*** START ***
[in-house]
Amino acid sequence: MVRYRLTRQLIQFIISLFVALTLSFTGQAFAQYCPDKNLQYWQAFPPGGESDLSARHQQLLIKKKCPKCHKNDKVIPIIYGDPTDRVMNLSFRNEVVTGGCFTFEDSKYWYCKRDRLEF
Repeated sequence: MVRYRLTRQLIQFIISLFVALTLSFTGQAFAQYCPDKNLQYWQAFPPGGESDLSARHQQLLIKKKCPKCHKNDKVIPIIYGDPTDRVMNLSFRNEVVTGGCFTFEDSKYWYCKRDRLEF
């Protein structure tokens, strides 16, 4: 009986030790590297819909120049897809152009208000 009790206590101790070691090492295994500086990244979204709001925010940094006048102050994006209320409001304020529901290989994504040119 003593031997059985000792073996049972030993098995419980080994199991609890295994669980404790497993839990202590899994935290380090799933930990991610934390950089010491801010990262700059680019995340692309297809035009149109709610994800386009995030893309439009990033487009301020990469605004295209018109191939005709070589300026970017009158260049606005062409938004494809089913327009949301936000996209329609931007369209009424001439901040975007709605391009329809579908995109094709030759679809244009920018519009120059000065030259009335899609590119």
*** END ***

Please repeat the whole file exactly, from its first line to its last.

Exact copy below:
[in-house]
Amino acid sequence: MVRYRLTRQLIQFIISLFVALTLSFTGQAFAQYCPDKNLQYWQAFPPGGESDLSARHQQLLIKKKCPKCHKNDKVIPIIYGDPTDRVMNLSFRNEVVTGGCFTFEDSKYWYCKRDRLEF
Repeated sequence: MVRYRLTRQLIQFIISLFVALTLSFTGQAFAQYCPDKNLQYWQAFPPGGESDLSARHQQLLIKKKCPKCHKNDKVIPIIYGDPTDRVMNLSFRNEVVTGGCFTFEDSKYWYCKRDRLEF
């Protein structure tokens, strides 16, 4: 009986030790590297819909120049897809152009208000 009790206590101790070691090492295994500086990244979204709001925010940094006048102050994006209320409001304020529901290989994504040119 003593031997059985000792073996049972030993098995419980080994199991609890295994669980404790497993839990202590899994935290380090799933930990991610934390950089010491801010990262700059680019995340692309297809035009149109709610994800386009995030893309439009990033487009301020990469605004295209018109191939005709070589300026970017009158260049606005062409938004494809089913327009949301936000996209329609931007369209009424001439901040975007709605391009329809579908995109094709030759679809244009920018519009120059000065030259009335899609590119």